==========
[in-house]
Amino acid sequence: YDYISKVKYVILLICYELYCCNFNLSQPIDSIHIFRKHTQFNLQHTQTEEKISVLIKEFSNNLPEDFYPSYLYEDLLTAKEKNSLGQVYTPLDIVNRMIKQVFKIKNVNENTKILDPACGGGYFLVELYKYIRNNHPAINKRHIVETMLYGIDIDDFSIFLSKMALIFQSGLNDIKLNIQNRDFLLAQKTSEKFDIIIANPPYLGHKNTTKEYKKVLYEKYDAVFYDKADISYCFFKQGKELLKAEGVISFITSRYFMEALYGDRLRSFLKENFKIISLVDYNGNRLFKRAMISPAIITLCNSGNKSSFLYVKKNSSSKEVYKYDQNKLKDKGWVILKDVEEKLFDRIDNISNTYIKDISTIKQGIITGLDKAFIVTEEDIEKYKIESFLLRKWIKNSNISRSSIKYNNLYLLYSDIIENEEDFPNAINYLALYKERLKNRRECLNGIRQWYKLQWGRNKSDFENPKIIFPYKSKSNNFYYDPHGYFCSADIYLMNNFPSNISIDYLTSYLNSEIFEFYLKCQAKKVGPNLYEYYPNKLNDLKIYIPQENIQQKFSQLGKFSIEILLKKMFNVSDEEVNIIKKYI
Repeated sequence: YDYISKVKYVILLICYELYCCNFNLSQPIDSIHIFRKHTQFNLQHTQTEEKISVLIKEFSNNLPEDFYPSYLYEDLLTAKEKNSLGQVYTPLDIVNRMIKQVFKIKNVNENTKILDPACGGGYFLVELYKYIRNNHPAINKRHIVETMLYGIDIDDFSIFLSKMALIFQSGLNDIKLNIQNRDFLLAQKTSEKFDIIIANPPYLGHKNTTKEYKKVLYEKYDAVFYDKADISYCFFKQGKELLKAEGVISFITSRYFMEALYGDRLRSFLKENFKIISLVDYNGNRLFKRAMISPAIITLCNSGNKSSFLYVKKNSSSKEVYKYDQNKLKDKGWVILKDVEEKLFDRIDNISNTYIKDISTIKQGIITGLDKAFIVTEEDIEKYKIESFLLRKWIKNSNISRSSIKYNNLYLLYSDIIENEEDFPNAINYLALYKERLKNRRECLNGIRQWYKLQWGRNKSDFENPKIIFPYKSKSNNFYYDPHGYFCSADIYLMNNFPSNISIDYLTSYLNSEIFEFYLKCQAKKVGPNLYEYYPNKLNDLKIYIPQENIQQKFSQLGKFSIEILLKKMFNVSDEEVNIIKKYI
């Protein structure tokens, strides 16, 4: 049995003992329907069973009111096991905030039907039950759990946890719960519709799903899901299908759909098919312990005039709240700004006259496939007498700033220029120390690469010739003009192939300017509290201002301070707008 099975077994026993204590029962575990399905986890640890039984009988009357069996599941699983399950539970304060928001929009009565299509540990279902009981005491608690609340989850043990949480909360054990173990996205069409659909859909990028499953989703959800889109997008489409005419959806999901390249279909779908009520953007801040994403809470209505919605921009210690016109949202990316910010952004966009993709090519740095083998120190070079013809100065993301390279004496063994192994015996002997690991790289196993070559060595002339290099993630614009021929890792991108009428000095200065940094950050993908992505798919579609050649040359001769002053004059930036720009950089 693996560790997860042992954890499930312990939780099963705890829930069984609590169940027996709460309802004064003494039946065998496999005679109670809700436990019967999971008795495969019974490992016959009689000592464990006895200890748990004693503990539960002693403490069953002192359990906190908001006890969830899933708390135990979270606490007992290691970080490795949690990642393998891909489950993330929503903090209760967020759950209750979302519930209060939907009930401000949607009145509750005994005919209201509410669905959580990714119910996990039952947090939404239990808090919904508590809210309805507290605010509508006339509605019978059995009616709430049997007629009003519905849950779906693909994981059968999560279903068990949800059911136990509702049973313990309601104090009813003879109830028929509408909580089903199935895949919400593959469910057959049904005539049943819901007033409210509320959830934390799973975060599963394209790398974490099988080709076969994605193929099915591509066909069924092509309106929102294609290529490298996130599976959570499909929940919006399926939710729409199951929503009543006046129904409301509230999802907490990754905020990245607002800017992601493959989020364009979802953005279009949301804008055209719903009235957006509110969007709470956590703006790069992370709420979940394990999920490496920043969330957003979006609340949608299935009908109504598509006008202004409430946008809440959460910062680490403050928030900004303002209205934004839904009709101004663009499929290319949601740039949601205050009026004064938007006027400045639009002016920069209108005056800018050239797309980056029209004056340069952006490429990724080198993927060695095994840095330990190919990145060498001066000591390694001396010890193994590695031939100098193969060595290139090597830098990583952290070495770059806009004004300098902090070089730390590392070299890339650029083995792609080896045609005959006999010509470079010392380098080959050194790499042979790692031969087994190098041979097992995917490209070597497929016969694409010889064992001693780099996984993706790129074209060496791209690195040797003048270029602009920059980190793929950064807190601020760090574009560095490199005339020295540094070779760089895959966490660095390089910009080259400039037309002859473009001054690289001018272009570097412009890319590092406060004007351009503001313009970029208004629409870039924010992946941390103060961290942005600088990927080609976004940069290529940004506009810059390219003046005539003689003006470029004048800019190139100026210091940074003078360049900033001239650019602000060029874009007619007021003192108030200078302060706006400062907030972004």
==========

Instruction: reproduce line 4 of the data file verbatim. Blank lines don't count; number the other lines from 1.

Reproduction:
């Protein structure tokens, strides 16, 4: 049995003992329907069973009111096991905030039907039950759990946890719960519709799903899901299908759909098919312990005039709240700004006259496939007498700033220029120390690469010739003009192939300017509290201002301070707008 099975077994026993204590029962575990399905986890640890039984009988009357069996599941699983399950539970304060928001929009009565299509540990279902009981005491608690609340989850043990949480909360054990173990996205069409659909859909990028499953989703959800889109997008489409005419959806999901390249279909779908009520953007801040994403809470209505919605921009210690016109949202990316910010952004966009993709090519740095083998120190070079013809100065993301390279004496063994192994015996002997690991790289196993070559060595002339290099993630614009021929890792991108009428000095200065940094950050993908992505798919579609050649040359001769002053004059930036720009950089 693996560790997860042992954890499930312990939780099963705890829930069984609590169940027996709460309802004064003494039946065998496999005679109670809700436990019967999971008795495969019974490992016959009689000592464990006895200890748990004693503990539960002693403490069953002192359990906190908001006890969830899933708390135990979270606490007992290691970080490795949690990642393998891909489950993330929503903090209760967020759950209750979302519930209060939907009930401000949607009145509750005994005919209201509410669905959580990714119910996990039952947090939404239990808090919904508590809210309805507290605010509508006339509605019978059995009616709430049997007629009003519905849950779906693909994981059968999560279903068990949800059911136990509702049973313990309601104090009813003879109830028929509408909580089903199935895949919400593959469910057959049904005539049943819901007033409210509320959830934390799973975060599963394209790398974490099988080709076969994605193929099915591509066909069924092509309106929102294609290529490298996130599976959570499909929940919006399926939710729409199951929503009543006046129904409301509230999802907490990754905020990245607002800017992601493959989020364009979802953005279009949301804008055209719903009235957006509110969007709470956590703006790069992370709420979940394990999920490496920043969330957003979006609340949608299935009908109504598509006008202004409430946008809440959460910062680490403050928030900004303002209205934004839904009709101004663009499929290319949601740039949601205050009026004064938007006027400045639009002016920069209108005056800018050239797309980056029209004056340069952006490429990724080198993927060695095994840095330990190919990145060498001066000591390694001396010890193994590695031939100098193969060595290139090597830098990583952290070495770059806009004004300098902090070089730390590392070299890339650029083995792609080896045609005959006999010509470079010392380098080959050194790499042979790692031969087994190098041979097992995917490209070597497929016969694409010889064992001693780099996984993706790129074209060496791209690195040797003048270029602009920059980190793929950064807190601020760090574009560095490199005339020295540094070779760089895959966490660095390089910009080259400039037309002859473009001054690289001018272009570097412009890319590092406060004007351009503001313009970029208004629409870039924010992946941390103060961290942005600088990927080609976004940069290529940004506009810059390219003046005539003689003006470029004048800019190139100026210091940074003078360049900033001239650019602000060029874009007619007021003192108030200078302060706006400062907030972004």